Placing the First Two Words from the Following Page In the Footer

by Allen Wyatt
(last updated January 28, 2017)

3

Dawn would like the footer on each page in her document to contain the first two words that appear on the following page in the document. If the pagination changes, then of course the footer should update to reflect whatever two words are then at the top of the following page.

This is a tough problem for several reasons. Word allows you to rather easily create "dictionary style" headers or footers, using the STYLEREF field. However, that field always refers to the first or last usage of a style on the page where the STYLEREF field appears. In Dawn's case, she wants words from the next page, not the current page.

The biggest problem, though, is the desire for the footer to update, dynamically, as editing occurs in the document. We've not been able to find a way to do this with the tools that Word provides. You can, if desired, create a macro that sets the footers, but there is a catch—because each page will have a different footer, you'll need to add a section break to the end of each page. This, of course, means that if you later add or delete text, you'll need to delete section breaks so they again match up with the end of each page.

Sound complicated? It can be, particularly if you have a document with many pages because such a document will require many section breaks. Even so, a macro similar to the following will help accomplish what you want:

Sub FillFooter()
    Dim iPage As Integer
    Dim iSec As Integer
    Dim sFText As String
    Dim sTemp As String

    sFText = "See next page for this: "

    Selection.HomeKey Unit:=wdStory     ' Go to beginning of document

    ' Use Find and Replace to get rid of all section breaks
    Selection.Find.ClearFormatting
    Selection.Find.Replacement.ClearFormatting
    With Selection.Find
        .Text = "^b"
        .Replacement.Text = ""
        .Forward = True
        .Wrap = wdFindContinue
        .Format = False
        .MatchCase = False
        .MatchWholeWord = False
        .MatchByte = False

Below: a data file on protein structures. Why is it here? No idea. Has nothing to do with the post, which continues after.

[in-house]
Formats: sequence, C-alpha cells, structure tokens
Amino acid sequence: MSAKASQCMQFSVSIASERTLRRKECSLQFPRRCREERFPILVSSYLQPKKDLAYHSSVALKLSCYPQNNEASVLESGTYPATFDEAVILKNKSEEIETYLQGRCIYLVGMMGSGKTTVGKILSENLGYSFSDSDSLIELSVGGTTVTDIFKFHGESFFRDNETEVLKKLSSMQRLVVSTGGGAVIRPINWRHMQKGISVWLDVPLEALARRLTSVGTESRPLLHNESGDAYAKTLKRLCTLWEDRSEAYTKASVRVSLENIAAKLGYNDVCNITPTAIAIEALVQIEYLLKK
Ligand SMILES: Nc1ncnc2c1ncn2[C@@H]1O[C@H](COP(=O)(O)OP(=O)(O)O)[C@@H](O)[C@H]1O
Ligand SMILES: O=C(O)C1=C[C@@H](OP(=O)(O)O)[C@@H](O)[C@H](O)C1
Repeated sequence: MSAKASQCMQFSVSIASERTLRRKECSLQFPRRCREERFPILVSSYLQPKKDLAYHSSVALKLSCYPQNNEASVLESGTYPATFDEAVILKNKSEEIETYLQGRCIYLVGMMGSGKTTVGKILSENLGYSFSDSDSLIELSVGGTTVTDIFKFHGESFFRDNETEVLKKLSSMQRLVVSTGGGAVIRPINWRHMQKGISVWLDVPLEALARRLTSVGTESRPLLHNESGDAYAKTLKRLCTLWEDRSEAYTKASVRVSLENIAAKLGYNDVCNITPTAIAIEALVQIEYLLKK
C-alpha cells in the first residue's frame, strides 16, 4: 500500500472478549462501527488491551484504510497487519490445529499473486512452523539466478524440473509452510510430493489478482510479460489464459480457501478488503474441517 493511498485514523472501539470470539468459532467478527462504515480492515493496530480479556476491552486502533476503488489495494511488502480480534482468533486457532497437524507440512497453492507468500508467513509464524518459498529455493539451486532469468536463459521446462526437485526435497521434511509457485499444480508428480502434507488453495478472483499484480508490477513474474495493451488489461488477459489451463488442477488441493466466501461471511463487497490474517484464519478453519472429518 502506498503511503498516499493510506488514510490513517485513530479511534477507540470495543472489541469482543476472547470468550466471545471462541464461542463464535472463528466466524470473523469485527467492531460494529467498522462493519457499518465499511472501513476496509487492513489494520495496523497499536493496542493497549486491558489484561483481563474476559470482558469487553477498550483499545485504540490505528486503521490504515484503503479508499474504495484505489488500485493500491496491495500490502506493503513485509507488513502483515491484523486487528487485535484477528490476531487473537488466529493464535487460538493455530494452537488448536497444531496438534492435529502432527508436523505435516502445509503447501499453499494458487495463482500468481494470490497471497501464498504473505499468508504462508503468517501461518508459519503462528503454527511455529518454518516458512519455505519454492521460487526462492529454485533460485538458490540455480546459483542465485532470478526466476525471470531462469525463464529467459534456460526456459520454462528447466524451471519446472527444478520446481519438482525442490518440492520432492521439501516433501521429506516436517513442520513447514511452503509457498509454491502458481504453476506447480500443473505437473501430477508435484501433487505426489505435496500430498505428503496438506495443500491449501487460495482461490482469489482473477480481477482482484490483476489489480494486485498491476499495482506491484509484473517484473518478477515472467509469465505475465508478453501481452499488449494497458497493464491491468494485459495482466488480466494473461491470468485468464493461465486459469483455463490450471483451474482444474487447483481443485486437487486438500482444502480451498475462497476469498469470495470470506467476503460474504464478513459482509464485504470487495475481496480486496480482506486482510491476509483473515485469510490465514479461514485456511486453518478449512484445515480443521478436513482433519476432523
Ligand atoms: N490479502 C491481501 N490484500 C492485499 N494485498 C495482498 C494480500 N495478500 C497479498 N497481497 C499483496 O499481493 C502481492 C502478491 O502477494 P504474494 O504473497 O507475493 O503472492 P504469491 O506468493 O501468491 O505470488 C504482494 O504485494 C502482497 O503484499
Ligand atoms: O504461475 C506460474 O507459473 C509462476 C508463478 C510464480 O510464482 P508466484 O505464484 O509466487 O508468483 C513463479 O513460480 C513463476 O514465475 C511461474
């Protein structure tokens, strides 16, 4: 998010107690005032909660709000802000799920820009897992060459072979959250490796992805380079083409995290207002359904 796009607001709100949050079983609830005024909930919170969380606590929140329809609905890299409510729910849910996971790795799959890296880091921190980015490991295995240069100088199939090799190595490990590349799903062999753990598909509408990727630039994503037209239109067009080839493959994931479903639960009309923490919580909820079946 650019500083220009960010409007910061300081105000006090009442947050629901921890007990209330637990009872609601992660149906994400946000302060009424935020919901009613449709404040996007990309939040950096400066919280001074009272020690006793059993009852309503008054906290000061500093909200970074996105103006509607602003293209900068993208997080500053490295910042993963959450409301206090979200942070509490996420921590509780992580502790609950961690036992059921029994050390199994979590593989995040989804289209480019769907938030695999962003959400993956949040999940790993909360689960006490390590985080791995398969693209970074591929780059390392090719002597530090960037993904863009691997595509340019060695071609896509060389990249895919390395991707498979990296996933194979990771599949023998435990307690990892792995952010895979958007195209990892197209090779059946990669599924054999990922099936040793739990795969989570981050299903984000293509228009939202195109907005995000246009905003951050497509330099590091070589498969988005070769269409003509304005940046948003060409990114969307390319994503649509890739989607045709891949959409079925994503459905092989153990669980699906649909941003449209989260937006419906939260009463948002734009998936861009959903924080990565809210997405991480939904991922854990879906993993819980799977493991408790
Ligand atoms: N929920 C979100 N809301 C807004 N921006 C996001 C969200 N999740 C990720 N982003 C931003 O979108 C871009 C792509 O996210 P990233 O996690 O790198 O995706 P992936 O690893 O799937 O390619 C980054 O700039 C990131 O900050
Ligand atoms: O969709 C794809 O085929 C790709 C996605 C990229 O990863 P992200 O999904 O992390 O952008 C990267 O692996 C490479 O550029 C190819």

.MatchAllWordForms = False
        .MatchSoundsLike = False
        .MatchWildcards = False
        .MatchFuzzy = False
    End With
    Selection.Find.Execute Replace:=wdReplaceAll

    iSec = 1            ' Only 1 section now in document
    For iPage = 1 To Selection.Information(wdNumberOfPagesInDocument) - 1
        ' Figure out first two words on "next page"
        Selection.GoTo what:=wdGoToPage, which:=wdGoToNext, Name:=iPage + 1
        Selection.MoveRight Unit:=wdWord, Count:=2, Extend:=wdExtend
        sTemp = Trim(Selection)
        While Asc(Right(sTemp, 1)) < 65
            ' Word counts punctuation, tabs, etc. as a word, so grab another word
            Selection.MoveRight Unit:=wdWord, Count:=1, Extend:=wdExtend
            sTemp = Trim(Selection)
        Wend
        
        Selection.Collapse      ' Now at beginning of page again
        Selection.MoveUp Unit:=wdParagraph
        Selection.InsertBreak Type:=wdSectionBreakContinuous
        
        ' Set text for page footer
        With ActiveDocument.Sections(iSec).Footers(wdHeaderFooterPrimary)
            .LinkToPrevious = False
            .Range.Text = sFText & sTemp
        End With
        iSec = iSec + 1
    Next iPage
End Sub

The macro first removes all section breaks from the document, then it goes through each page of the document and figures out the first two words of each. It then steps pack a paragraph and adds a continuous section break and finally sets the footer for that section to be equal to the desired text. You should note that the footer is set equal to whatever is in the sFText variable followed by the first two words of the next page.

Understand that a macro such as this provides a "static" approach to the desired footer. This means that if you end up making changes to your document, you'll want to once again run the macro to update the footers.